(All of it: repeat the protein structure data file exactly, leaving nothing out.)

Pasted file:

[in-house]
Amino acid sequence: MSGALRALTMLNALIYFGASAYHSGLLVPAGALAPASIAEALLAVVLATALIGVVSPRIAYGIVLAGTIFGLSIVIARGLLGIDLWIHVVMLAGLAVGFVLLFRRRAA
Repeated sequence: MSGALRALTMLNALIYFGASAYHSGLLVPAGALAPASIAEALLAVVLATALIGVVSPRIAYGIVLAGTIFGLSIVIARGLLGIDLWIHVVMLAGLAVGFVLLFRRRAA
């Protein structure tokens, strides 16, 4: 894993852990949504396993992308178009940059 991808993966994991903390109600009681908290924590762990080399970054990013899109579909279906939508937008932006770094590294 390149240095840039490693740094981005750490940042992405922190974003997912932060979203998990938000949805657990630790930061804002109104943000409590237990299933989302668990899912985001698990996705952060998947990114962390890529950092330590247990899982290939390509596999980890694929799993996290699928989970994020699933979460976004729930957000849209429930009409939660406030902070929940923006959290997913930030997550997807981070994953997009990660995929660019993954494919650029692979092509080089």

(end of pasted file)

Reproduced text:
[in-house]
Amino acid sequence: MSGALRALTMLNALIYFGASAYHSGLLVPAGALAPASIAEALLAVVLATALIGVVSPRIAYGIVLAGTIFGLSIVIARGLLGIDLWIHVVMLAGLAVGFVLLFRRRAA
Repeated sequence: MSGALRALTMLNALIYFGASAYHSGLLVPAGALAPASIAEALLAVVLATALIGVVSPRIAYGIVLAGTIFGLSIVIARGLLGIDLWIHVVMLAGLAVGFVLLFRRRAA
């Protein structure tokens, strides 16, 4: 894993852990949504396993992308178009940059 991808993966994991903390109600009681908290924590762990080399970054990013899109579909279906939508937008932006770094590294 390149240095840039490693740094981005750490940042992405922190974003997912932060979203998990938000949805657990630790930061804002109104943000409590237990299933989302668990899912985001698990996705952060998947990114962390890529950092330590247990899982290939390509596999980890694929799993996290699928989970994020699933979460976004729930957000849209429930009409939660406030902070929940923006959290997913930030997550997807981070994953997009990660995929660019993954494919650029692979092509080089």